“I’ve been in the post business for years and am very aware that it can be cyclical – but that wasn’t the case in the last two or three years. I really worry about people who are new to the business not having saved any money, because they assumed that whatever paycheque they’re getting this week they’re going to get all year round,” she said.

Going remote

But while there may be tough times ahead, necessity is proving to be the mother of invention for the post-production sector. Across the country, companies are implementing work-from-home protocols that are reimagining the ways in which they complete projects. For Tattersall’s teams at Sim, it has a number of shows in progress, and others it will start working on shortly. Tattersall said the company is midway through sound editing and mixing The Trickster (CBC), Disasters at Sea (Discovery) and This is Pop (Netflix), as well as a film for Deepa Mehta and David Hamilton. “Most of this work is now taking place out of the office,” said Tattersall.

Other companies, too, are launching remote solutions to address the new reality of working in isolation. Among them is Technicolor, which yesterday (March 30) rolled out Technicolor TechStream, an app which gives creatives a “secure, real-time window into their colour grading session or VFX review.” The product, which can run on Wi-Fi or mobile LTE networks, enables storytellers and creatives to collaborate with Technicolor’s artists from anywhere. Technicolor had planned to release the product later in the year, but said the COVID-19 pandemic expedited those plans.

Meanwhile, Nick Iannelli, EVP or post-production at Take 5 Productions – which handles post-production on series such as Vikings spinoff Vikings: Valhalla and The Handmaid’s Tale – said the company was able to “immediately deploy a remote work scenario” for its VFX teams to work securely outside the office.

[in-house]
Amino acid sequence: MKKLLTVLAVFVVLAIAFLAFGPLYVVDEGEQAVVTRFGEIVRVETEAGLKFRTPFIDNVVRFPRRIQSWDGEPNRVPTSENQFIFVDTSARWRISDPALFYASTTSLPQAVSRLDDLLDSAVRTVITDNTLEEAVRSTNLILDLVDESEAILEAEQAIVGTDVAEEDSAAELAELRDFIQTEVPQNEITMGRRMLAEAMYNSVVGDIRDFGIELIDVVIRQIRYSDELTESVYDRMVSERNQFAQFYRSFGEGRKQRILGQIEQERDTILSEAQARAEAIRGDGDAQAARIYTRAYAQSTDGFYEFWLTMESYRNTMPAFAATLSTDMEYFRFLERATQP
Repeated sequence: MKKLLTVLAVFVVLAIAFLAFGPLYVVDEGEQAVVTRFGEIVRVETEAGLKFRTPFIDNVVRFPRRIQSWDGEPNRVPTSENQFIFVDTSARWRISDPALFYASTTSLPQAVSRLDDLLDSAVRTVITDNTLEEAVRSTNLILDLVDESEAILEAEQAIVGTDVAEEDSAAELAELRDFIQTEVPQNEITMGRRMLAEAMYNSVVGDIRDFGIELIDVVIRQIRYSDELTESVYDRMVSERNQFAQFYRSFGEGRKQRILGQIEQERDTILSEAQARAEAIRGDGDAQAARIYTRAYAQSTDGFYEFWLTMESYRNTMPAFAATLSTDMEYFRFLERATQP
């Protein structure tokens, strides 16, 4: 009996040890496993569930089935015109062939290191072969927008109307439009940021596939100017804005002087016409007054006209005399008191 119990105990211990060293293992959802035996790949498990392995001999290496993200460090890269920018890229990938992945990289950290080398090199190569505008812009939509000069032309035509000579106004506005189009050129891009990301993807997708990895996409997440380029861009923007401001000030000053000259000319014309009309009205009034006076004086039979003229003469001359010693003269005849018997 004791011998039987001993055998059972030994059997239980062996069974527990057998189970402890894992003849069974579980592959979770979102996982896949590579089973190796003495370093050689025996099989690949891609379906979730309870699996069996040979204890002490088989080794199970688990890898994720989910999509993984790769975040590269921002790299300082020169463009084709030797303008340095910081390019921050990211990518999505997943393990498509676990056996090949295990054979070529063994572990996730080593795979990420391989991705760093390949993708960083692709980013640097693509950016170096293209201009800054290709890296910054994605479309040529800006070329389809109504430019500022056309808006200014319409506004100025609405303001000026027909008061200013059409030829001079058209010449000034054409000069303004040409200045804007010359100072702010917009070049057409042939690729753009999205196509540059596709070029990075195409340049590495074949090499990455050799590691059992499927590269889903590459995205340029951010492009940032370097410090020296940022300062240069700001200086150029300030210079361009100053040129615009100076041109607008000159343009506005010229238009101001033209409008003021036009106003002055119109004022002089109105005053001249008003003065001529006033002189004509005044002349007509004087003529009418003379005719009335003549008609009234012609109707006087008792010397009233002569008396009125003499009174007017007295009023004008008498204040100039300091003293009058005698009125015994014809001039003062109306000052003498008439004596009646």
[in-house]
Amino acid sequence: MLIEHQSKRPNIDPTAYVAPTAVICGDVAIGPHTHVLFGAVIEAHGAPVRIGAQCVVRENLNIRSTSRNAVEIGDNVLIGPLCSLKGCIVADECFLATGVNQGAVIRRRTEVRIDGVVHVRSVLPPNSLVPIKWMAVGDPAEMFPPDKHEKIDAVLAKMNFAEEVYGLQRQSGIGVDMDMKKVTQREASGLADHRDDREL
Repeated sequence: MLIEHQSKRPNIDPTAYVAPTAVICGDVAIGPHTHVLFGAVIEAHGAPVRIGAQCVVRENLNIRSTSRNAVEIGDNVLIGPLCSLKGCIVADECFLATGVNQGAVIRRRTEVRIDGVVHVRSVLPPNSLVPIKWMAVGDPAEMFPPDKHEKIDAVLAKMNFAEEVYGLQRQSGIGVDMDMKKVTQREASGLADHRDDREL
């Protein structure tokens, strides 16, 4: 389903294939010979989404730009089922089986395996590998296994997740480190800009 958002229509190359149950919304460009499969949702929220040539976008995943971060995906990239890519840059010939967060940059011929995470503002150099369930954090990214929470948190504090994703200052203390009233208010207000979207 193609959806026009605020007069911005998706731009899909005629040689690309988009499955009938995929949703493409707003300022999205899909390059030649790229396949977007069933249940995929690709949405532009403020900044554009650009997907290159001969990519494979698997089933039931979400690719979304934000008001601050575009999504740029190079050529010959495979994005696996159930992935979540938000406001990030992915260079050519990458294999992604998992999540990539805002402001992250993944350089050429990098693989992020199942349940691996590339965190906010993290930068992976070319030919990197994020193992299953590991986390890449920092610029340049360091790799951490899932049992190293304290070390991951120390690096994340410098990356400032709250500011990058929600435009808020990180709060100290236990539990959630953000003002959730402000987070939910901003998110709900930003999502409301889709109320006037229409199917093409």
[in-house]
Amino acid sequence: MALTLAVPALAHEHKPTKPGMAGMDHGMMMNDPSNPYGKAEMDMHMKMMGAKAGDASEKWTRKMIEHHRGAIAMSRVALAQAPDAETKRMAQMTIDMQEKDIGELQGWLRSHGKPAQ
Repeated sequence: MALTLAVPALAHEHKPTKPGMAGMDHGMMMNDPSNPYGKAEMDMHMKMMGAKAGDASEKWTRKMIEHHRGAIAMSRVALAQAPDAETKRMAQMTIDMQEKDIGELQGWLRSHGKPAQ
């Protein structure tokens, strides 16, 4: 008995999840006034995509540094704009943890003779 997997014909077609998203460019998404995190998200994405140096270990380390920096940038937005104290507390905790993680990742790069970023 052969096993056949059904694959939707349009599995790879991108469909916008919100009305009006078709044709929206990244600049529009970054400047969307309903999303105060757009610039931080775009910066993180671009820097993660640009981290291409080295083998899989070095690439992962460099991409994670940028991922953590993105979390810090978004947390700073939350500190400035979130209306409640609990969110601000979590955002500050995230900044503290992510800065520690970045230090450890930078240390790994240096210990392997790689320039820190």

While working remotely isn’t quite as efficient, it’s not far off, said Iannelli. “We’re not running at 100% efficiency, but maybe about 80%, which, given what’s going on, is something we’d be willing to accept. As things move along, who knows, maybe we can increase that,” he added.

A new era for post-production?

While the post-production industry has been shifting over the past few years to allow for more work to be conducted remotely, members of the industry say that the COVID-19 situation could instigate a broader shift that sees even more work completed from home.

“It’s something the industry has always talked about. We knew there were solutions that existed, but because of the security of assets and clients’ content, everyone was a little hesitant to go there. I think it’s an opportunity to test this in a real-world situation, and realize it can be secure, it can be effective,” said Iannelli.

Whether it will completely alter the landscape for post-production internationally remains to be seen, he added, but the early signs are that the COVID-19 crisis will force companies to adapt their processes to allow for more remote work.

“Will this change the way post production is done in the future? Who’s to say. But I feel that the world will be very different when we all come back from this, and we’ll all work a little differently. It could very well be that we do work remotely,” he said.

Image: Unsplash